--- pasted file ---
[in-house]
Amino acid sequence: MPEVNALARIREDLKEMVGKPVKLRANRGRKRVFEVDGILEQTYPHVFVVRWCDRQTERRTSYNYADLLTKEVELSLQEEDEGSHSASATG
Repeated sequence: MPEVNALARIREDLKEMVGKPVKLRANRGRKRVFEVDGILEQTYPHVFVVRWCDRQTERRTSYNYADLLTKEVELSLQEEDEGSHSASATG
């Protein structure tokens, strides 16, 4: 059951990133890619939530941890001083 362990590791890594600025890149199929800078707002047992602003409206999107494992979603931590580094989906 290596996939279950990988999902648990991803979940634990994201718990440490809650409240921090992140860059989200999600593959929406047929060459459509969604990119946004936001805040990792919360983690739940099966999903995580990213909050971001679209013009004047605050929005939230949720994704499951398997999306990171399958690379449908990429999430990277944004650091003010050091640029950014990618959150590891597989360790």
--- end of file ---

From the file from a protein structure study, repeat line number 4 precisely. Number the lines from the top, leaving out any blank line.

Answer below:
């Protein structure tokens, strides 16, 4: 059951990133890619939530941890001083 362990590791890594600025890149199929800078707002047992602003409206999107494992979603931590580094989906 290596996939279950990988999902648990991803979940634990994201718990440490809650409240921090992140860059989200999600593959929406047929060459459509969604990119946004936001805040990792919360983690739940099966999903995580990213909050971001679209013009004047605050929005939230949720994704499951398997999306990171399958690379449908990429999430990277944004650091003010050091640029950014990618959150590891597989360790």